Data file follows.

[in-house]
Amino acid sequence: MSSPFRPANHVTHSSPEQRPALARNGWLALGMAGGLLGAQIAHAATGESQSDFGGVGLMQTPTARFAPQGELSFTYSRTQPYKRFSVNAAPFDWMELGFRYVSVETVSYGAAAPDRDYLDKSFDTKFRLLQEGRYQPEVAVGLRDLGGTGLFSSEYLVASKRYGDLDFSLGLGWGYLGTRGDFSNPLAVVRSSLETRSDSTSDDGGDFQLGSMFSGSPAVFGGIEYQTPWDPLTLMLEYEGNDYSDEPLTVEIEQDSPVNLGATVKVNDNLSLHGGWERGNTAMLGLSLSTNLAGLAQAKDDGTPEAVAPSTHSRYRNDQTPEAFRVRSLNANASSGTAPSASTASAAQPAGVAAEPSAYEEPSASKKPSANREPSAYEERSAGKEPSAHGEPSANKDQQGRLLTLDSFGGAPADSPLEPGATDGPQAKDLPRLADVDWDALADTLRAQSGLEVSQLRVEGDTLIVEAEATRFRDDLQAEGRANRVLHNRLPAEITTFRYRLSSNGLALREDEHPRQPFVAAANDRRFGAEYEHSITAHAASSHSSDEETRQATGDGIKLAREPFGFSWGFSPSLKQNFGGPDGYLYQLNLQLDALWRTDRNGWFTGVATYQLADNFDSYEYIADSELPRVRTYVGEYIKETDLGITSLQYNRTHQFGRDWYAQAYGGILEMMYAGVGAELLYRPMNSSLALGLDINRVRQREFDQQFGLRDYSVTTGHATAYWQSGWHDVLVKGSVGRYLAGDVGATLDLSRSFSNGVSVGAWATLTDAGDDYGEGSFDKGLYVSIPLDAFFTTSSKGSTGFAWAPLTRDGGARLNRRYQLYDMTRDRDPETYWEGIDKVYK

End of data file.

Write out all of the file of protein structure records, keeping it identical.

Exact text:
[in-house]
Amino acid sequence: MSSPFRPANHVTHSSPEQRPALARNGWLALGMAGGLLGAQIAHAATGESQSDFGGVGLMQTPTARFAPQGELSFTYSRTQPYKRFSVNAAPFDWMELGFRYVSVETVSYGAAAPDRDYLDKSFDTKFRLLQEGRYQPEVAVGLRDLGGTGLFSSEYLVASKRYGDLDFSLGLGWGYLGTRGDFSNPLAVVRSSLETRSDSTSDDGGDFQLGSMFSGSPAVFGGIEYQTPWDPLTLMLEYEGNDYSDEPLTVEIEQDSPVNLGATVKVNDNLSLHGGWERGNTAMLGLSLSTNLAGLAQAKDDGTPEAVAPSTHSRYRNDQTPEAFRVRSLNANASSGTAPSASTASAAQPAGVAAEPSAYEEPSASKKPSANREPSAYEERSAGKEPSAHGEPSANKDQQGRLLTLDSFGGAPADSPLEPGATDGPQAKDLPRLADVDWDALADTLRAQSGLEVSQLRVEGDTLIVEAEATRFRDDLQAEGRANRVLHNRLPAEITTFRYRLSSNGLALREDEHPRQPFVAAANDRRFGAEYEHSITAHAASSHSSDEETRQATGDGIKLAREPFGFSWGFSPSLKQNFGGPDGYLYQLNLQLDALWRTDRNGWFTGVATYQLADNFDSYEYIADSELPRVRTYVGEYIKETDLGITSLQYNRTHQFGRDWYAQAYGGILEMMYAGVGAELLYRPMNSSLALGLDINRVRQREFDQQFGLRDYSVTTGHATAYWQSGWHDVLVKGSVGRYLAGDVGATLDLSRSFSNGVSVGAWATLTDAGDDYGEGSFDKGLYVSIPLDAFFTTSSKGSTGFAWAPLTRDGGARLNRRYQLYDMTRDRDPETYWEGIDKVYK